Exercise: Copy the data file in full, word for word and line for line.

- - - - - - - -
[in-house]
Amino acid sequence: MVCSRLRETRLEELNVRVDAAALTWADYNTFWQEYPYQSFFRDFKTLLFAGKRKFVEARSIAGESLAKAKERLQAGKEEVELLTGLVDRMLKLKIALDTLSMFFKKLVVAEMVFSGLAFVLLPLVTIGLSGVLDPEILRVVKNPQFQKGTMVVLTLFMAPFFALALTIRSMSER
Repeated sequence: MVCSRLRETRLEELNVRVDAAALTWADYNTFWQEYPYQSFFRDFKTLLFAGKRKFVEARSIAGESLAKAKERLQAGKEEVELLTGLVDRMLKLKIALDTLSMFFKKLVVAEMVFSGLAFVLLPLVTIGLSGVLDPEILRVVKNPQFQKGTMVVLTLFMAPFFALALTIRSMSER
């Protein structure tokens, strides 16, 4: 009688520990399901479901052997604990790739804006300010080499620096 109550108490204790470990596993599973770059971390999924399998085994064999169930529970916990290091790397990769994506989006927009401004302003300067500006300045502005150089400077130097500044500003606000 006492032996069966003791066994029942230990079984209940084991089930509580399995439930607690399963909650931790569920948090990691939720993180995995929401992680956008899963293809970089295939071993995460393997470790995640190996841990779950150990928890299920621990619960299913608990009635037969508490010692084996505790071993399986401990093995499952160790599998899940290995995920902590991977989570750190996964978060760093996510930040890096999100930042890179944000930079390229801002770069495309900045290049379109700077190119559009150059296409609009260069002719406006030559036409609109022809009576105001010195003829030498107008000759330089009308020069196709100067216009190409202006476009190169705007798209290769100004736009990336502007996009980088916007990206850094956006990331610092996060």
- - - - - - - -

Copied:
[in-house]
Amino acid sequence: MVCSRLRETRLEELNVRVDAAALTWADYNTFWQEYPYQSFFRDFKTLLFAGKRKFVEARSIAGESLAKAKERLQAGKEEVELLTGLVDRMLKLKIALDTLSMFFKKLVVAEMVFSGLAFVLLPLVTIGLSGVLDPEILRVVKNPQFQKGTMVVLTLFMAPFFALALTIRSMSER
Repeated sequence: MVCSRLRETRLEELNVRVDAAALTWADYNTFWQEYPYQSFFRDFKTLLFAGKRKFVEARSIAGESLAKAKERLQAGKEEVELLTGLVDRMLKLKIALDTLSMFFKKLVVAEMVFSGLAFVLLPLVTIGLSGVLDPEILRVVKNPQFQKGTMVVLTLFMAPFFALALTIRSMSER
């Protein structure tokens, strides 16, 4: 009688520990399901479901052997604990790739804006300010080499620096 109550108490204790470990596993599973770059971390999924399998085994064999169930529970916990290091790397990769994506989006927009401004302003300067500006300045502005150089400077130097500044500003606000 006492032996069966003791066994029942230990079984209940084991089930509580399995439930607690399963909650931790569920948090990691939720993180995995929401992680956008899963293809970089295939071993995460393997470790995640190996841990779950150990928890299920621990619960299913608990009635037969508490010692084996505790071993399986401990093995499952160790599998899940290995995920902590991977989570750190996964978060760093996510930040890096999100930042890179944000930079390229801002770069495309900045290049379109700077190119559009150059296409609009260069002719406006030559036409609109022809009576105001010195003829030498107008000759330089009308020069196709100067216009190409202006476009190169705007798209290769100004736009990336502007996009980088916007990206850094956006990331610092996060």